Chinese-Americans — both native-born and immigrant — played a huge part in the settling of the American West, a fact that has too rarely been the subject of fiction. How Much of These Hills Is Gold, a debut novel by C Pam Zhang, is a tough-minded, skillful and powerful corrective to that omission. She dismantles the myth of the American West, or, rather, builds it up by adding faces and stories that have often been missing from the picture ... Zhang’s sweeping descriptions of the West put me in mind of the Steinbeck; she captures well its aridness and wild beauty, as well as what it costs those who traverse the barren land ... Don’t get me wrong: Zhang’s voice and story are wholly her own. How Much of These Hills Is Gold is an arresting, beautiful novel that in no way directly mines another. But by invoking these tropes, she reimagines them for thousands of forgotten Americans of different races and gender orientations; her American West is no longer populated only by the all-white, predominantly male cast of characters who, we’ve been told, created it ... an aching book, full of myths of Zhang’s making as well as joys, as well as sorrows. It’s violent and surprising and musical. Like Lucy and Sam, the novel wanders down byways and takes detours and chances. By journey’s end, you’re enriched and enlightened by the lives you have witnessed.
Sure to be the boldest debut of the year ... C Pam Zhang grapples with the legend of the wild west and mines brilliant new gems from a well-worn setting ... The story is heavy with layers of trauma ... On the one hand, the novel is in close touch with the entire tradition of wild west mythology and film and many of its surface details and set dressing are highly familiar ... At the same time, the story feels completely original, flushed through with new and unexpected perspectives. Through Zhang’s deep attention, the classic western is given a rich new shading as race, gender, sexual identity, poverty and pubescence come into play. The novel is thick with detail, metaphor and oblique allusion ... at its core is a chilling sense of the utter loneliness and isolation felt by Lucy and Sam.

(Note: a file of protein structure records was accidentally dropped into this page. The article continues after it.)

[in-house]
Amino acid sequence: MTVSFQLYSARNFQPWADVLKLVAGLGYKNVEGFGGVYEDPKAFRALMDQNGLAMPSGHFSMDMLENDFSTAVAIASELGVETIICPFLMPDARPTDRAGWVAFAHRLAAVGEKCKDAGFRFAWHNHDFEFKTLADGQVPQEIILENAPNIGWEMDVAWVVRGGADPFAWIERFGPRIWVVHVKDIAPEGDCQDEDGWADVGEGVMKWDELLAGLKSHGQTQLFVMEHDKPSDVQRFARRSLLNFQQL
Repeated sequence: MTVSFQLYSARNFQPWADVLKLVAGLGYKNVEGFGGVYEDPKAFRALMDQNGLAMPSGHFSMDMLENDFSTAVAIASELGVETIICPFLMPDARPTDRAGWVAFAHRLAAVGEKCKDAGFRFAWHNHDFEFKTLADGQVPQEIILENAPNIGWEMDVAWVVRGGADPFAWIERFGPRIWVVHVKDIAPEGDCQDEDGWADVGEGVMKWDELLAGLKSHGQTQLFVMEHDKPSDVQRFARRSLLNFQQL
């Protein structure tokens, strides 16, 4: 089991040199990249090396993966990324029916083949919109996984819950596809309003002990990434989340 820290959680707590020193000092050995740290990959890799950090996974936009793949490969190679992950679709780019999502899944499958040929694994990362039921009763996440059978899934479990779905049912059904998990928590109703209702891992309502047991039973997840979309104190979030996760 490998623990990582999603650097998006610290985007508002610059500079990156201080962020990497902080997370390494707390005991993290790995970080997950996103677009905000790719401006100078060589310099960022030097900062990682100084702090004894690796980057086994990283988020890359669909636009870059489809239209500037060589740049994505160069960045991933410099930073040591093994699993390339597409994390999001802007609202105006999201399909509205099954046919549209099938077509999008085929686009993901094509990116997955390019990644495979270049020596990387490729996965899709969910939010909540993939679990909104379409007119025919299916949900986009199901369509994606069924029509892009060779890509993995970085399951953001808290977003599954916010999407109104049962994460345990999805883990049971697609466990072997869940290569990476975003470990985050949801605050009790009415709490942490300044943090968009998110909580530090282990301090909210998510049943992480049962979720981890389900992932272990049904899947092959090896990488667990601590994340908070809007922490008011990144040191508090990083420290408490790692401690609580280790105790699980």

... [a] thoroughly engrossing saga ... Deceptively, How Much of These Hills Is Gold starts out slow. In the first section of four, Zhang lays the skeleton groundwork for the rest of the book while still keeping most of the salient details close to the vest ... But any misgivings about this book’s promise immediately evaporate in section two. Here and continuing on throughout the rest of the book, the transformation from run-of-the-mill Great American West adventure tale into a fully immersive epic drama packed with narrative riches and exquisitely crafted prose is so complete that it’s easy to chalk up the first few chapters to protracted scene-setting. Like any intuitive storyteller, Zhang exposes the truth about her characters by setting up well-worn, surface-level stereotypes and poking holes in them one by one ... On a basic level, How Much of These Hills Is Gold succeeds as a riveting account of one family’s struggle to make ends meet in the American West ... But the novel is also a much-needed homage to the untold history of American immigrants, one in which Zhang discards the tired retelling of our white forefathers’ journey to discover and conquer great new lands, in favor of giving a voice to the 'honest folks' of color who were enslaved, robbed, raped or murdered in the process ... Zhang captures not only the mesmeric beauty and storied history of America’s sacred landscape, but also the harsh sacrifices countless people were forced to make in hopes of laying claim to its bounty.